The appellant’s conduct was a serious example of the offence of driving without due care and attention. Whilst it occurred at the lowest speed, nonetheless his conduct occurred in a shopping centre carpark where it could be expected that there would be pedestrians. The appellant knew that there were people in front of his car when he sounded his horn at the police officers. He knew that there was an officer and another person in front of his car when he commenced arguing with a police officer at his driver’s side window. His inadvertence, which resulted in his car rolling forward, had the consequence that he hit a person with his car. There existed a potential for serious injury to have resulted.
  1. [10]
    The appellant was genuinely remorseful for his conduct and he is otherwise a man of good character having reached the age of 85 years without acquiring any criminal convictions. The appellant’s driving history does reveal a lack of patience on the roadways, with his having been convicted on 15 occasions of speeding. His conduct on 21 May 2018 arose from his lack of patience for the police officers who were performing their duties.
  1. [11]
    Considerations of deterrence, punishment and protection of the community were relevant to the exercise of the discretion as was the compelling nature of the appellant’s personal circumstances and the impact that the loss of his licence would have on both himself and his wife.
  1. [12]
    The power to disqualify the appellant’s licence arose under section 187 of the Penalties and Sentences Act 1992 (Qld) which provides:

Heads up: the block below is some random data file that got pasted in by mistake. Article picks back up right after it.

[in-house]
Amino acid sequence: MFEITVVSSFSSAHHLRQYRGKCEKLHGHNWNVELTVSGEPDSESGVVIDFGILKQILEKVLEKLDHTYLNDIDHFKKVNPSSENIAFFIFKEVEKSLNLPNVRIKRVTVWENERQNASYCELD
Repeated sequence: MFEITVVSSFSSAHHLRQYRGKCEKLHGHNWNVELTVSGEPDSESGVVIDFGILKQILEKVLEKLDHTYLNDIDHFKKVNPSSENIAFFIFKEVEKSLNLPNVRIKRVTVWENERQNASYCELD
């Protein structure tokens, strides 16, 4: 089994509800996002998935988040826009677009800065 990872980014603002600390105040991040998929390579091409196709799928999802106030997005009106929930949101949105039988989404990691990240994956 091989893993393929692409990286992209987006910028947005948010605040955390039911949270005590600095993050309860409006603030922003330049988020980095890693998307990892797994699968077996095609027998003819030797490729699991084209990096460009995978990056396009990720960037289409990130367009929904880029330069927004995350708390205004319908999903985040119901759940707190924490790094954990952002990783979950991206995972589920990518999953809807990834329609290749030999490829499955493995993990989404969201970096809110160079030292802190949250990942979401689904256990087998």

1. If—
  1. (a)
    an offender is convicted of an offence in connection with or arising out of the operation, or the interference in any way with the operation, of a motor vehicle by the offender; and
  1. (b)
    the court by or before which the offender is convicted is satisfied having regard to the nature of the offence, or to the circumstances in which it was committed, that the offender should, in the interests of justice, be disqualified from holding or obtaining a Queensland driver licence;

the court may, in addition to any sentence that it may impose, order that the offender is, from the time of the conviction, disqualified absolutely, or for such period as is ordered by the court, from holding or obtaining a Queensland driver licence.

  1. Subsection (1) applies whether or not a conviction is recorded.
  1. [13]
    In R v Osborne,[4]Henry J said of the discretion to disqualify a licence,

[57]However, the discretion arising under s 187(1) as to the period of disqualification is broad and not expressed as being confined solely to “the nature of the offence, or to the circumstances in which it was committed.” Other considerations which have been regarded as relevant to that discretion include: